NEW DELHI - Deepening America's stake in Asian power politics, President Barack Obama endorsed India's bid to become a permanent member of the UN Security Council Monday, hoping to elevate the nation of a billion people to "its rightful place in the world" alongside an assertive China.
Obama's declaration, delivered to the pounding applause of parliament members, spoke to a mission broader than the makeup of one global institution. By spending three packed days in India, announcing trade deals, dismissing job-outsourcing gripes and admonishing Pakistan, Obama went all in for an ally whose support he hopes to bank on for years.
"I want every Indian citizen to know: The United States of America will not simply be cheering you on from the sidelines," Obama said inside the soaring legislative chamber of the capital city. "We will be right there with you, shoulder to shoulder, because we believe in the promise of India."
To Obama, that promise entails shaking up the world order by giving more voice to developing countries that offer lucrative markets for U.S. products and potential help to counter terrorism and a warming planet. India fits Obama's agenda perfectly because it is the world's largest democracy and sits in the heart of a pivotal, vexing region.
The diplomacy in India also gave Obama a chance to reassert himself on the global stage, far from Washington in the aftermath of humbling congressional elections.
His final day in India began with a lavish welcome ceremony at the majestic palace residence of India's president and ended there as Obama and his wife, Michelle, were toasted to a state dinner.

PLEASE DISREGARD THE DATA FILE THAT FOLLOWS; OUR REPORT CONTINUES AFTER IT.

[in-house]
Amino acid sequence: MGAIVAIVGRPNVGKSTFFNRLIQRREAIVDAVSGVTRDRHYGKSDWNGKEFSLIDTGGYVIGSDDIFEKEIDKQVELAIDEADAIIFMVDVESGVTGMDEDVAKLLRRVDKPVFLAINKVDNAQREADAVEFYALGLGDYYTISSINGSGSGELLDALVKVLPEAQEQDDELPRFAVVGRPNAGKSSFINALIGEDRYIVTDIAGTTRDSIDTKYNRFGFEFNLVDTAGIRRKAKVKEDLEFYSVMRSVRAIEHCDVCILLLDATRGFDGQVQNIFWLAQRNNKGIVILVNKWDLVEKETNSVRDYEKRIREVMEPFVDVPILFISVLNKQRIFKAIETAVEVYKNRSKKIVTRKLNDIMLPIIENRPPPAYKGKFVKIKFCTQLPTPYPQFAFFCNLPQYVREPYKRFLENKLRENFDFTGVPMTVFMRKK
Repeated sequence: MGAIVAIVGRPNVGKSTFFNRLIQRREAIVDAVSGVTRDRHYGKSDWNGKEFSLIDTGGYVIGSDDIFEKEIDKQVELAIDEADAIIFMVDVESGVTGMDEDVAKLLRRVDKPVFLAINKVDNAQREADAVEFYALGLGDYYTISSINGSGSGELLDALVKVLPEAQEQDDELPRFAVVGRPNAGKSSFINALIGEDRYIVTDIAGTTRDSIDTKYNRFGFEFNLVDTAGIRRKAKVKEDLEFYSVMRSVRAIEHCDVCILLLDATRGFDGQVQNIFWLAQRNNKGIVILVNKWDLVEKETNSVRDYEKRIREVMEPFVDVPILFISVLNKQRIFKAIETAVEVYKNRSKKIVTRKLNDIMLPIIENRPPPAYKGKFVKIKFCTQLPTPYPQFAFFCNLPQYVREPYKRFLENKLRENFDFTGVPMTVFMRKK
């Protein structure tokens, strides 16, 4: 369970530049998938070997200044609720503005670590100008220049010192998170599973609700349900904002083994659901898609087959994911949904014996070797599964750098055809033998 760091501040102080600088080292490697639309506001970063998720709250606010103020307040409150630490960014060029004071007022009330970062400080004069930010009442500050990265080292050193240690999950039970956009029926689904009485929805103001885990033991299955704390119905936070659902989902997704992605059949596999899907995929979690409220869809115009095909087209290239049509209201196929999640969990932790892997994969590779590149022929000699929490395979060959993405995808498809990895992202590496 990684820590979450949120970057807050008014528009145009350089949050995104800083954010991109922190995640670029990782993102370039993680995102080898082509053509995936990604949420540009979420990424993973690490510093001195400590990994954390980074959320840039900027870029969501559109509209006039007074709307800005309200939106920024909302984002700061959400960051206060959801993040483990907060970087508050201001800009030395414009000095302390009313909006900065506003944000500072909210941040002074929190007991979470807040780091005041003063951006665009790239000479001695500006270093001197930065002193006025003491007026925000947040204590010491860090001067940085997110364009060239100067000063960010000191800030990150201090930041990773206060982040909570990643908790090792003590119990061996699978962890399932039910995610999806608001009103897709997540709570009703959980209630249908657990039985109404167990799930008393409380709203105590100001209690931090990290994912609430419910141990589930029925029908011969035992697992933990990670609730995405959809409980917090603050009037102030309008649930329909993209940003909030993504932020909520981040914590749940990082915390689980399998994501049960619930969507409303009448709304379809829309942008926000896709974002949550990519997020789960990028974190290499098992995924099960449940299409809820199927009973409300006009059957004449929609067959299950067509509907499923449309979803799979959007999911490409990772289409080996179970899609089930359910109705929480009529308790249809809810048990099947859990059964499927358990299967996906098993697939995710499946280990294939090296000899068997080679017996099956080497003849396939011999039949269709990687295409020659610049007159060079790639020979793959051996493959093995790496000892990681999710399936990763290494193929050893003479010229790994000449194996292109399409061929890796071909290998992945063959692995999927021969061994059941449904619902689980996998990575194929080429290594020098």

The capstone of Obama's outreach here came when he announced support for India's long push to achieve a permanent place on the Security Council, the elite body responsible for maintaining international peace. It underlined Obama's contention that the partnership between the United States and India could have defining impact on both countries and the world.
"The just and sustainable international order that America seeks includes a United Nations that is efficient, effective, credible and legitimate," Obama said as he called for India to be part of a reformed council.
Yet White House aides acknowledge that any changes to the council could be messy and years in the making. Attempts to expand the council have long failed because of rivalries among countries. India considered Obama's move to be an enormous coup, regardless.
India is part of the so-called Group of Four, with Germany, Japan and Brazil, that has been seeking permanent seats on the council. Backing from the United States for a permanent seat for India is important, but officials here must also win support of the other veto-wielding council members.